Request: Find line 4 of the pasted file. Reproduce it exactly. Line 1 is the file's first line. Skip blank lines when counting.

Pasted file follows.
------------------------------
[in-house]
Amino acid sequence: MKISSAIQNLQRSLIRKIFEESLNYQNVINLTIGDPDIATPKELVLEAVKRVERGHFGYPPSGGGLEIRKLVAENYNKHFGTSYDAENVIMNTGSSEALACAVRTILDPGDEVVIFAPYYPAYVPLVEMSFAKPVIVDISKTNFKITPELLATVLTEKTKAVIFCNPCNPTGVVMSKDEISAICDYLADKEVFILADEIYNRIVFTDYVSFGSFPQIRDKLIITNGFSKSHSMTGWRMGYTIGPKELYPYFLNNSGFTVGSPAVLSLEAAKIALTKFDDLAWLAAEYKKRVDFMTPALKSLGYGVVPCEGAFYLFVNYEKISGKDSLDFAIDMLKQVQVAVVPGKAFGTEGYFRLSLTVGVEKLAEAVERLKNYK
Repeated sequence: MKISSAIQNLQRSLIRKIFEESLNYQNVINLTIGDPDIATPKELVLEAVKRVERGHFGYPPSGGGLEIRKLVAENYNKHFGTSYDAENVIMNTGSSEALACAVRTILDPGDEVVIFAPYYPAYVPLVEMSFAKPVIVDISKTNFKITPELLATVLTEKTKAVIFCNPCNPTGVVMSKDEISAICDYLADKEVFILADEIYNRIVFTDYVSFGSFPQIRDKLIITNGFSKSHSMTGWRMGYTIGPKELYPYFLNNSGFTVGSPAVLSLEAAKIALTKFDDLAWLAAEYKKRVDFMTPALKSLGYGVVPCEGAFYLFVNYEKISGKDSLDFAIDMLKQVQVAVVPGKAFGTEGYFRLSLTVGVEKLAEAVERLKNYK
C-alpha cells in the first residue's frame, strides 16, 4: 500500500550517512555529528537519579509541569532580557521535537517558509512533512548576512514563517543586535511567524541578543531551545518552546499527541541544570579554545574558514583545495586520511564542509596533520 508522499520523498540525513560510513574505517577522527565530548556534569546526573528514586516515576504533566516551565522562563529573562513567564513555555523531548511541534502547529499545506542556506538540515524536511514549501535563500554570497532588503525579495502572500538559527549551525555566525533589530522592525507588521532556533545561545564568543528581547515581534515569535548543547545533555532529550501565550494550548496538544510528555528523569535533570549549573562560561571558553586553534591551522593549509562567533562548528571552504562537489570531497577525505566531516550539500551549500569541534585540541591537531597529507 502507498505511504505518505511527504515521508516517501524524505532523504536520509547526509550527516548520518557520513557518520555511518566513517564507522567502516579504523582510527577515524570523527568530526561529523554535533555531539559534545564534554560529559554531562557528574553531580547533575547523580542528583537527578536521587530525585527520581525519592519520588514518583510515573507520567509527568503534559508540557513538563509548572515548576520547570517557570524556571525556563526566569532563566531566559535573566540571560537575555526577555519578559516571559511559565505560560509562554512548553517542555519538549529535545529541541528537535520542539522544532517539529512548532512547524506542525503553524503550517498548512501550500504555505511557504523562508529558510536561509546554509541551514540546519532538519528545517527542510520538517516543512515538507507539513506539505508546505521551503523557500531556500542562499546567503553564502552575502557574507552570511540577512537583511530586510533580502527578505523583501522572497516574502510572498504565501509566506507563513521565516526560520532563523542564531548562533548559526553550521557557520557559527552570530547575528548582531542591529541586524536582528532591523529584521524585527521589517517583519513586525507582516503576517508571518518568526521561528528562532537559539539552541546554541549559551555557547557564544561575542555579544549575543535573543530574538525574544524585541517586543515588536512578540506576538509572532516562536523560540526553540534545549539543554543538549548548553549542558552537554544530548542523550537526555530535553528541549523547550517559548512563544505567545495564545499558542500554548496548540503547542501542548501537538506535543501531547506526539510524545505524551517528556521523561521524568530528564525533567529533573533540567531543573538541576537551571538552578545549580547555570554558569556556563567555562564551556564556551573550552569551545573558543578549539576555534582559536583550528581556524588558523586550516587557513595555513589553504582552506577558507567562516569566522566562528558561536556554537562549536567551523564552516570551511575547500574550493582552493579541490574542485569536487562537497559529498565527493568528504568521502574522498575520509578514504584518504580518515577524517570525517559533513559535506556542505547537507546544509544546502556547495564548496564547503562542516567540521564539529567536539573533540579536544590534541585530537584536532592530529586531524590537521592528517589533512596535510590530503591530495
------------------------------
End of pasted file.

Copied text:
C-alpha cells in the first residue's frame, strides 16, 4: 500500500550517512555529528537519579509541569532580557521535537517558509512533512548576512514563517543586535511567524541578543531551545518552546499527541541544570579554545574558514583545495586520511564542509596533520 508522499520523498540525513560510513574505517577522527565530548556534569546526573528514586516515576504533566516551565522562563529573562513567564513555555523531548511541534502547529499545506542556506538540515524536511514549501535563500554570497532588503525579495502572500538559527549551525555566525533589530522592525507588521532556533545561545564568543528581547515581534515569535548543547545533555532529550501565550494550548496538544510528555528523569535533570549549573562560561571558553586553534591551522593549509562567533562548528571552504562537489570531497577525505566531516550539500551549500569541534585540541591537531597529507 502507498505511504505518505511527504515521508516517501524524505532523504536520509547526509550527516548520518557520513557518520555511518566513517564507522567502516579504523582510527577515524570523527568530526561529523554535533555531539559534545564534554560529559554531562557528574553531580547533575547523580542528583537527578536521587530525585527520581525519592519520588514518583510515573507520567509527568503534559508540557513538563509548572515548576520547570517557570524556571525556563526566569532563566531566559535573566540571560537575555526577555519578559516571559511559565505560560509562554512548553517542555519538549529535545529541541528537535520542539522544532517539529512548532512547524506542525503553524503550517498548512501550500504555505511557504523562508529558510536561509546554509541551514540546519532538519528545517527542510520538517516543512515538507507539513506539505508546505521551503523557500531556500542562499546567503553564502552575502557574507552570511540577512537583511530586510533580502527578505523583501522572497516574502510572498504565501509566506507563513521565516526560520532563523542564531548562533548559526553550521557557520557559527552570530547575528548582531542591529541586524536582528532591523529584521524585527521589517517583519513586525507582516503576517508571518518568526521561528528562532537559539539552541546554541549559551555557547557564544561575542555579544549575543535573543530574538525574544524585541517586543515588536512578540506576538509572532516562536523560540526553540534545549539543554543538549548548553549542558552537554544530548542523550537526555530535553528541549523547550517559548512563544505567545495564545499558542500554548496548540503547542501542548501537538506535543501531547506526539510524545505524551517528556521523561521524568530528564525533567529533573533540567531543573538541576537551571538552578545549580547555570554558569556556563567555562564551556564556551573550552569551545573558543578549539576555534582559536583550528581556524588558523586550516587557513595555513589553504582552506577558507567562516569566522566562528558561536556554537562549536567551523564552516570551511575547500574550493582552493579541490574542485569536487562537497559529498565527493568528504568521502574522498575520509578514504584518504580518515577524517570525517559533513559535506556542505547537507546544509544546502556547495564548496564547503562542516567540521564539529567536539573533540579536544590534541585530537584536532592530529586531524590537521592528517589533512596535510590530503591530495